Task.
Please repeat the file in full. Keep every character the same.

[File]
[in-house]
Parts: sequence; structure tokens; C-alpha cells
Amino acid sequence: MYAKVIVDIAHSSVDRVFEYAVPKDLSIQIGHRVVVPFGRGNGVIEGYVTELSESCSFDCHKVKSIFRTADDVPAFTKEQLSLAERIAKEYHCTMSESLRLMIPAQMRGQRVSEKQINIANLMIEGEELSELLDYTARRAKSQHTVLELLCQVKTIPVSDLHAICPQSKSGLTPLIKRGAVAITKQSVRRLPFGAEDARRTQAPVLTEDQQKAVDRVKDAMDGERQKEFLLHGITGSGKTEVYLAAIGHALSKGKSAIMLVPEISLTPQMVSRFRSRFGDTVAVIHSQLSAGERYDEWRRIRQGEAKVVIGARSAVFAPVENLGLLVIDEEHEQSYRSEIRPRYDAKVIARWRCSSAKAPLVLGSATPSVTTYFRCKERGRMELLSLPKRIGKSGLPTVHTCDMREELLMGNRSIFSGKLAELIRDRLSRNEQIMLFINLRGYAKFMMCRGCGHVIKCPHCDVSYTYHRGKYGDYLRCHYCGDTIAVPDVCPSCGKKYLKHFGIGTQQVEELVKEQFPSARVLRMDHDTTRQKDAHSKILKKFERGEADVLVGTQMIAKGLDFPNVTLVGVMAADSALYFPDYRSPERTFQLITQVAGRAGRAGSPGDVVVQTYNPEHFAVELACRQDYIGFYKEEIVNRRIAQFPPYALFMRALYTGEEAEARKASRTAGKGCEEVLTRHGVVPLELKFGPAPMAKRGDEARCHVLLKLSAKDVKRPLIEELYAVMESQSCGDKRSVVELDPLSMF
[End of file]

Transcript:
[in-house]
Parts: sequence; structure tokens; C-alpha cells
Amino acid sequence: MYAKVIVDIAHSSVDRVFEYAVPKDLSIQIGHRVVVPFGRGNGVIEGYVTELSESCSFDCHKVKSIFRTADDVPAFTKEQLSLAERIAKEYHCTMSESLRLMIPAQMRGQRVSEKQINIANLMIEGEELSELLDYTARRAKSQHTVLELLCQVKTIPVSDLHAICPQSKSGLTPLIKRGAVAITKQSVRRLPFGAEDARRTQAPVLTEDQQKAVDRVKDAMDGERQKEFLLHGITGSGKTEVYLAAIGHALSKGKSAIMLVPEISLTPQMVSRFRSRFGDTVAVIHSQLSAGERYDEWRRIRQGEAKVVIGARSAVFAPVENLGLLVIDEEHEQSYRSEIRPRYDAKVIARWRCSSAKAPLVLGSATPSVTTYFRCKERGRMELLSLPKRIGKSGLPTVHTCDMREELLMGNRSIFSGKLAELIRDRLSRNEQIMLFINLRGYAKFMMCRGCGHVIKCPHCDVSYTYHRGKYGDYLRCHYCGDTIAVPDVCPSCGKKYLKHFGIGTQQVEELVKEQFPSARVLRMDHDTTRQKDAHSKILKKFERGEADVLVGTQMIAKGLDFPNVTLVGVMAADSALYFPDYRSPERTFQLITQVAGRAGRAGSPGDVVVQTYNPEHFAVELACRQDYIGFYKEEIVNRRIAQFPPYALFMRALYTGEEAEARKASRTAGKGCEEVLTRHGVVPLELKFGPAPMAKRGDEARCHVLLKLSAKDVKRPLIEELYAVMESQSCGDKRSVVELDPLSMF